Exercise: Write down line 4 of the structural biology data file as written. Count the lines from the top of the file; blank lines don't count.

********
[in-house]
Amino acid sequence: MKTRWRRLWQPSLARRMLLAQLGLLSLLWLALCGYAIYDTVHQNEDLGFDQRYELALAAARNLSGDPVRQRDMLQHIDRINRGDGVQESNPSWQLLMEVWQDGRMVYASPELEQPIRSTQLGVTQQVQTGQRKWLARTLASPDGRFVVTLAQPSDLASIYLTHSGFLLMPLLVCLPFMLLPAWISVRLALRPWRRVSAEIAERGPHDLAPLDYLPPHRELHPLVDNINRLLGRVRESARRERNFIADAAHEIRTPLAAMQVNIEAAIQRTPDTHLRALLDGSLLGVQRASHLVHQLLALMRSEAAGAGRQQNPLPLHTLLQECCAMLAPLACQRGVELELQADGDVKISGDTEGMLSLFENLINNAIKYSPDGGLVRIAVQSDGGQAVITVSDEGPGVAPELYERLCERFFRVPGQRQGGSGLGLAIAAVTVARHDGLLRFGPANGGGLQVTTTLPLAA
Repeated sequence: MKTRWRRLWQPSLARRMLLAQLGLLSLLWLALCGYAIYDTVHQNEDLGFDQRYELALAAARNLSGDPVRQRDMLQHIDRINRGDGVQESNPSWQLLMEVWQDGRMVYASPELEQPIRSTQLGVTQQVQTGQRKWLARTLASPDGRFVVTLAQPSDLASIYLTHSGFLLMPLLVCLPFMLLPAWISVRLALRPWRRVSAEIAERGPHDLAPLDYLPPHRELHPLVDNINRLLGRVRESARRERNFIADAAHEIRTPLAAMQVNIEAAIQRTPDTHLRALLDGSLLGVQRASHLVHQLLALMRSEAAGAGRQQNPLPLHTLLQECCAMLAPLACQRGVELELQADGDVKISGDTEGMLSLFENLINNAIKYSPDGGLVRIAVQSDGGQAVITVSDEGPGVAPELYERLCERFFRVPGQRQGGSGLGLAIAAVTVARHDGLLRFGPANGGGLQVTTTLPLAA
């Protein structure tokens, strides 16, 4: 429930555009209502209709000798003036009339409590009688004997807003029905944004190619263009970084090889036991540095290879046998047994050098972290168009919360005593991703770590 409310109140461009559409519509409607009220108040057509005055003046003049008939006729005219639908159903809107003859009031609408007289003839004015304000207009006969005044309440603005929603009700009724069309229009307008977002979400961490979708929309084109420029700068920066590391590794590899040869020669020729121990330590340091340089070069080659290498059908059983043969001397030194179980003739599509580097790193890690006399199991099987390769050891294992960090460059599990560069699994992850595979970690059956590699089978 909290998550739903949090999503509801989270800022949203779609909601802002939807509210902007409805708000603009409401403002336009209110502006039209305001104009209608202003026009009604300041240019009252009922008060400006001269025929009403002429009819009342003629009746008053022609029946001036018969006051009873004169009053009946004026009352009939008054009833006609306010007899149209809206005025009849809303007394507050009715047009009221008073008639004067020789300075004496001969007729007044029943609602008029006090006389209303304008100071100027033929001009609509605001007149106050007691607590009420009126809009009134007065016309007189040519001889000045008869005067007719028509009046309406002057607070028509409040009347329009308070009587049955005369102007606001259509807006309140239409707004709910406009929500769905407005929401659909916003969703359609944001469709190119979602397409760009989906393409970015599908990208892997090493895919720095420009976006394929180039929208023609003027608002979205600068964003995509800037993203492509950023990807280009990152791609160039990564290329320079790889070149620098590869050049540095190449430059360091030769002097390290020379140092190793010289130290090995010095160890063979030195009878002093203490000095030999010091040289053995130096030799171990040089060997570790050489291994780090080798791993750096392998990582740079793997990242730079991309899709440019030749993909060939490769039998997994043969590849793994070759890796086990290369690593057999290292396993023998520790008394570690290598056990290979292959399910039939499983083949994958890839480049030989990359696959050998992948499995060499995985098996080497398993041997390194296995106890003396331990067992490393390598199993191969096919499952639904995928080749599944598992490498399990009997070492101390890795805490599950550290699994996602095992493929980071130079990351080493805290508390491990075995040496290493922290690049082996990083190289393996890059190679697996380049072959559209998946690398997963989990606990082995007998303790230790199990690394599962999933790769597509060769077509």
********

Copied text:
């Protein structure tokens, strides 16, 4: 429930555009209502209709000798003036009339409590009688004997807003029905944004190619263009970084090889036991540095290879046998047994050098972290168009919360005593991703770590 409310109140461009559409519509409607009220108040057509005055003046003049008939006729005219639908159903809107003859009031609408007289003839004015304000207009006969005044309440603005929603009700009724069309229009307008977002979400961490979708929309084109420029700068920066590391590794590899040869020669020729121990330590340091340089070069080659290498059908059983043969001397030194179980003739599509580097790193890690006399199991099987390769050891294992960090460059599990560069699994992850595979970690059956590699089978 909290998550739903949090999503509801989270800022949203779609909601802002939807509210902007409805708000603009409401403002336009209110502006039209305001104009209608202003026009009604300041240019009252009922008060400006001269025929009403002429009819009342003629009746008053022609029946001036018969006051009873004169009053009946004026009352009939008054009833006609306010007899149209809206005025009849809303007394507050009715047009009221008073008639004067020789300075004496001969007729007044029943609602008029006090006389209303304008100071100027033929001009609509605001007149106050007691607590009420009126809009009134007065016309007189040519001889000045008869005067007719028509009046309406002057607070028509409040009347329009308070009587049955005369102007606001259509807006309140239409707004709910406009929500769905407005929401659909916003969703359609944001469709190119979602397409760009989906393409970015599908990208892997090493895919720095420009976006394929180039929208023609003027608002979205600068964003995509800037993203492509950023990807280009990152791609160039990564290329320079790889070149620098590869050049540095190449430059360091030769002097390290020379140092190793010289130290090995010095160890063979030195009878002093203490000095030999010091040289053995130096030799171990040089060997570790050489291994780090080798791993750096392998990582740079793997990242730079991309899709440019030749993909060939490769039998997994043969590849793994070759890796086990290369690593057999290292396993023998520790008394570690290598056990290979292959399910039939499983083949994958890839480049030989990359696959050998992948499995060499995985098996080497398993041997390194296995106890003396331990067992490393390598199993191969096919499952639904995928080749599944598992490498399990009997070492101390890795805490599950550290699994996602095992493929980071130079990351080493805290508390491990075995040496290493922290690049082996990083190289393996890059190679697996380049072959559209998946690398997963989990606990082995007998303790230790199990690394599962999933790769597509060769077509």